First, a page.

By Victor Morawski
December of 2009 was a tense time for libertarians, conservatives and global warming skeptics worldwide, the month of the UN Climate Conference in Copenhagen, Denmark.
Members of the environmental left across the globe had high hopes going into that conference that this would be where they would finally get it done, would reach a worldwide legally-binding climate agreement on the limitation of greenhouse gases (GHG) to curb global warming — an improved version of the Kyoto Protocol — with nearly all of the world’s nations as signatories. These emissions across the globe would then be regulated by the UN, backed by the force of international law.
That agreement would make national cap and trade laws — like the one liberals had proposed for the US — largely irrelevant and redundant. As a signatory, the U.S. would have been legally bound to pursue the GHG emissions mitigation targets laid out in the international agreement, while also participating in a global cap and trade scheme
Readers may recall that the Copenhagen Conference delegates came up far short of the sought-after agreement. Deep-seated differences prevented them from bringing anything that was legally binding to the table. Failing to reach consensus even on a considerably weakened non-binding resolution, they finally voted to at least “take note” of it as a way of saving face and justifying their air fares and hotel bills.
Fearing the worst at the time, Conservatives were greatly concerned that if such a legally-binding international agreement were reached at the Conference, world citizen Barack Obama would sign it, thus surrendering US sovereignty over the management of GHG emissions to the UN and committing our nation for years to come to a schedule for paying tens of billions of dollars to developing nations as reparations for the harm that we have supposedly done them by having such a large carbon footprint over the years.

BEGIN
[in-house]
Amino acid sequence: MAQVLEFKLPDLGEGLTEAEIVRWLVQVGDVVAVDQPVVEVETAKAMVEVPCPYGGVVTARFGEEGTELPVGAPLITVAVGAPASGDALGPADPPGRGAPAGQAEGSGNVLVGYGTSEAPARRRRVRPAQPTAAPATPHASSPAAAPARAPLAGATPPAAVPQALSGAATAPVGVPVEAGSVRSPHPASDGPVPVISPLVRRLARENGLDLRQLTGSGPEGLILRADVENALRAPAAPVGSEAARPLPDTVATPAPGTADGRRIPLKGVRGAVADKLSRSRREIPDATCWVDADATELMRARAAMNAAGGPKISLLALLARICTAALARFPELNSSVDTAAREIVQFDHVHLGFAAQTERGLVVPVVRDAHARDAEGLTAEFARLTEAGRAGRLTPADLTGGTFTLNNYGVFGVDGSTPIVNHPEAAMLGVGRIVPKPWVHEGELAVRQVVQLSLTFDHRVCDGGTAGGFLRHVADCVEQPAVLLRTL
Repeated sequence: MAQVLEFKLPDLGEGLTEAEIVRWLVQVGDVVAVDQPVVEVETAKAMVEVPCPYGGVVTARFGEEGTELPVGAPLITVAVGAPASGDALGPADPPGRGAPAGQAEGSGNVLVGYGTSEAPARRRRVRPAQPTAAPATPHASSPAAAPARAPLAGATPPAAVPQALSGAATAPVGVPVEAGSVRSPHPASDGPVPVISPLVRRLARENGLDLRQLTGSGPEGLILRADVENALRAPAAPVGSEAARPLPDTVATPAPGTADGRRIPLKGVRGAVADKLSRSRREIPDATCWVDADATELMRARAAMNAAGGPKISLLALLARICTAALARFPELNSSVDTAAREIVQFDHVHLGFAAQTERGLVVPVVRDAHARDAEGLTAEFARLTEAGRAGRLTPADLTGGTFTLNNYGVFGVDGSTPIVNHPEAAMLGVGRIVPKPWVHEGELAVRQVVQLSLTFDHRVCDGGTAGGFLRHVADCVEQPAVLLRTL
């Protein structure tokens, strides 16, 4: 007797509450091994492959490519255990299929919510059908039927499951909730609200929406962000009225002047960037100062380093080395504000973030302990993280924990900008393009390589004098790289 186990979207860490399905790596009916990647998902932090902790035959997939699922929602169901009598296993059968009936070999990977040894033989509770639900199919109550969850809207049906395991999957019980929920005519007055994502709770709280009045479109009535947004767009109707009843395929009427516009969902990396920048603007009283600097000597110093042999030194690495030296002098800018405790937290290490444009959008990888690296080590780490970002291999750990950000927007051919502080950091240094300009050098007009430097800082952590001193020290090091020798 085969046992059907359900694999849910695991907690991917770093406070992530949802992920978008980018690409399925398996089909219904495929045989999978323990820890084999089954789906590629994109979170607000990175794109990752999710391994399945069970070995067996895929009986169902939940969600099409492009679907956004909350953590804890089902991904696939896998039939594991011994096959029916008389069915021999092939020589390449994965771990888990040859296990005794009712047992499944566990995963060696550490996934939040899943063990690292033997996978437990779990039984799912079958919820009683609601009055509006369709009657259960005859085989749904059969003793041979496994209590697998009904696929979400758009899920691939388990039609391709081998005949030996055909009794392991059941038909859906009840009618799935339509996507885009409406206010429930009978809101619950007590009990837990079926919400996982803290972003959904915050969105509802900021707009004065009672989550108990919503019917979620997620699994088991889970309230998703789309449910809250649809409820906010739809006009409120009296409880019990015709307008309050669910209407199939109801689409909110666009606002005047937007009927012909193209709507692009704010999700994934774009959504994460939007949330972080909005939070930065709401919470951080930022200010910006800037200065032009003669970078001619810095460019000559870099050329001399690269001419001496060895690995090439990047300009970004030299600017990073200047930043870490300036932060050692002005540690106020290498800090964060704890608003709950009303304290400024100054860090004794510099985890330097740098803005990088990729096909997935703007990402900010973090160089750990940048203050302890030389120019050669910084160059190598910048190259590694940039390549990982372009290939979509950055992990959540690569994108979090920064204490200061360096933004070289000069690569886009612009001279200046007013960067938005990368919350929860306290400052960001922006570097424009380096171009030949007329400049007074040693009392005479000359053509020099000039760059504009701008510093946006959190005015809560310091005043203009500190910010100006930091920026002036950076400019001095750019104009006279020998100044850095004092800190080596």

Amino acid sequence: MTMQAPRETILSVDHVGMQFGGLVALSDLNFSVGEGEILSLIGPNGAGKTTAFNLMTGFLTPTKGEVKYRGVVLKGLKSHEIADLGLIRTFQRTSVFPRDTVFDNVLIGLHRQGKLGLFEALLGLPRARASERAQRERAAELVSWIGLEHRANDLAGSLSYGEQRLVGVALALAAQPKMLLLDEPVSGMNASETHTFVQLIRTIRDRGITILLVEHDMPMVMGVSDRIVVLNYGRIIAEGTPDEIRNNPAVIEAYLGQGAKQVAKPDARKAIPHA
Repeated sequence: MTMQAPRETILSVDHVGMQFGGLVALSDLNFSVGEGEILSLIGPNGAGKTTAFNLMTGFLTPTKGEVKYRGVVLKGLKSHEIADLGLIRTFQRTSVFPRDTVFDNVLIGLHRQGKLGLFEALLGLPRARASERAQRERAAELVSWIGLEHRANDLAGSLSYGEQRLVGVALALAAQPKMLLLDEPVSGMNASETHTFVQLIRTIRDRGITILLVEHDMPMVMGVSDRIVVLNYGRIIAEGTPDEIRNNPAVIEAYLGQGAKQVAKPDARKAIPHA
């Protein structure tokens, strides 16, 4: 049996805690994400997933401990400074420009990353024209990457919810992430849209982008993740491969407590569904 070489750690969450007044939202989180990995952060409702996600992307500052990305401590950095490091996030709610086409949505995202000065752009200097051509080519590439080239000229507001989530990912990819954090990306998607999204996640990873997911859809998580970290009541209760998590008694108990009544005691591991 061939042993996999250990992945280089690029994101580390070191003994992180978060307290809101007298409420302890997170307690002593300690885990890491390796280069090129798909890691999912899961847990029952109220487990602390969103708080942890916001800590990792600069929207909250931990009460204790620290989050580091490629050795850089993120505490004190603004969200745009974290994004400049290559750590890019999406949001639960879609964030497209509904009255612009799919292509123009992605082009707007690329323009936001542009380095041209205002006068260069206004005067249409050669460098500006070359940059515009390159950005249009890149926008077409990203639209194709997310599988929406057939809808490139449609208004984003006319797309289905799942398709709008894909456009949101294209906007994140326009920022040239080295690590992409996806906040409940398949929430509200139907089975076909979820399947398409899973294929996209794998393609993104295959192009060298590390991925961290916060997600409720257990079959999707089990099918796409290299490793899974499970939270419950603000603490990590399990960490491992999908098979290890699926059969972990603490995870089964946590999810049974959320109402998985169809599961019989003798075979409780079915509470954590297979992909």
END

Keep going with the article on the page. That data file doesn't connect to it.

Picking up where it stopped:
We were of course saved from this by their failure to reach a suitable agreement in Copenhagen — but the left has not stopped trying.
What has all this to do with Mitt Romney? Some readers may already know that he has officially rejected the Kyoto Protocol.
With this conservatives and other global warming skeptics would agree but it is why he has rejected it that should give them concern.
He believes that the trouble with the Kyoto Protocol is that it is unfairly loaded against developed nations like the U.S., giving them tough emissions mitigation targets to hit, while it gives major polluters like China and India a pass for being developing nations.
Romney would like to see an international climate agreement that puts the U.S. on a level playing field with other nations. He has unequivocally stated that he would, as president, sign the U.S. to one if it were to be drafted!
So while rejecting Kyoto specifically, he has openly embraced the idea of having an international agreement to lessen GHG emissions — overseen by the UN — with the U.S. as a signatory.
Conservative fears over U.S. involvement in that agreement would, it seems, have been as justified in December 2009 with a President Mitt Romney as with President Barack Obama.
But we need not merely speculate that Romney would have been likely to sign this sort of an agreement, with all of its disastrous economic consequences for the U.S., if it had crossed his desk. He has made it clear that he would not only sign one if it were developed but would work proactively with other nations to bring one about: “I will work on a global basis to get other nations to combine to reduce our greenhouse gas emissions in a way that is fair to us and the other people of the world.”
Well spoken, world citizen Romney!
For my part, I would prefer a presidential candidate who rejects the whole notion of an international agreement to mitigate GHG emissions, as well as the rationale behind it.
Victor Morawski, professor at Coppin State University, is a Liberty Features Syndicated writer. Reprinted by permission of Americans for Limited Government.
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